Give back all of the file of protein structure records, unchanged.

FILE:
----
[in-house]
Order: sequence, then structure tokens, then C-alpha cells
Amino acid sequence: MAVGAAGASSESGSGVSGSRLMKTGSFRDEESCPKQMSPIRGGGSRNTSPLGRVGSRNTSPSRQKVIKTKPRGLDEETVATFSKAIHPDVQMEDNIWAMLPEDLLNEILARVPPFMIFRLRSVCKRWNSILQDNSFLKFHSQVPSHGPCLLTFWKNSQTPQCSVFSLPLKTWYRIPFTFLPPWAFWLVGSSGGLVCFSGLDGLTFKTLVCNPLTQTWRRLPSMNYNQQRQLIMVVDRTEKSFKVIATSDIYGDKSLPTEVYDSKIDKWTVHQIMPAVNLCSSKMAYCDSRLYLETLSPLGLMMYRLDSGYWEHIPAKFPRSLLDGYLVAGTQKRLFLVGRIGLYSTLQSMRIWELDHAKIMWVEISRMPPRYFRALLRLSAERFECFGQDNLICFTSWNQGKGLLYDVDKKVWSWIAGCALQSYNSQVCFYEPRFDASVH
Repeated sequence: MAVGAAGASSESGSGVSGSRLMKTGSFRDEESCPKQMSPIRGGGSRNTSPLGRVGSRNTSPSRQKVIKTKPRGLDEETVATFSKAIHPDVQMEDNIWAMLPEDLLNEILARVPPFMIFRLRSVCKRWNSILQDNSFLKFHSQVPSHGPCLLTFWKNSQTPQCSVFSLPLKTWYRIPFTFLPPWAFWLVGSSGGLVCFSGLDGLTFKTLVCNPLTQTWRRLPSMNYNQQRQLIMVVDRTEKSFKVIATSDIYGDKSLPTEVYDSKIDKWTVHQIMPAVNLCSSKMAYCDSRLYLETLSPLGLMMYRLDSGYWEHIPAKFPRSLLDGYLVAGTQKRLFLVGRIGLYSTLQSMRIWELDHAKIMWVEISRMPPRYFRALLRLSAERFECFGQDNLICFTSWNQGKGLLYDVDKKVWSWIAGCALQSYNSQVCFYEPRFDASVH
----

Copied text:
[in-house]
Order: sequence, then structure tokens, then C-alpha cells
Amino acid sequence: MAVGAAGASSESGSGVSGSRLMKTGSFRDEESCPKQMSPIRGGGSRNTSPLGRVGSRNTSPSRQKVIKTKPRGLDEETVATFSKAIHPDVQMEDNIWAMLPEDLLNEILARVPPFMIFRLRSVCKRWNSILQDNSFLKFHSQVPSHGPCLLTFWKNSQTPQCSVFSLPLKTWYRIPFTFLPPWAFWLVGSSGGLVCFSGLDGLTFKTLVCNPLTQTWRRLPSMNYNQQRQLIMVVDRTEKSFKVIATSDIYGDKSLPTEVYDSKIDKWTVHQIMPAVNLCSSKMAYCDSRLYLETLSPLGLMMYRLDSGYWEHIPAKFPRSLLDGYLVAGTQKRLFLVGRIGLYSTLQSMRIWELDHAKIMWVEISRMPPRYFRALLRLSAERFECFGQDNLICFTSWNQGKGLLYDVDKKVWSWIAGCALQSYNSQVCFYEPRFDASVH
Repeated sequence: MAVGAAGASSESGSGVSGSRLMKTGSFRDEESCPKQMSPIRGGGSRNTSPLGRVGSRNTSPSRQKVIKTKPRGLDEETVATFSKAIHPDVQMEDNIWAMLPEDLLNEILARVPPFMIFRLRSVCKRWNSILQDNSFLKFHSQVPSHGPCLLTFWKNSQTPQCSVFSLPLKTWYRIPFTFLPPWAFWLVGSSGGLVCFSGLDGLTFKTLVCNPLTQTWRRLPSMNYNQQRQLIMVVDRTEKSFKVIATSDIYGDKSLPTEVYDSKIDKWTVHQIMPAVNLCSSKMAYCDSRLYLETLSPLGLMMYRLDSGYWEHIPAKFPRSLLDGYLVAGTQKRLFLVGRIGLYSTLQSMRIWELDHAKIMWVEISRMPPRYFRALLRLSAERFECFGQDNLICFTSWNQGKGLLYDVDKKVWSWIAGCALQSYNSQVCFYEPRFDASVH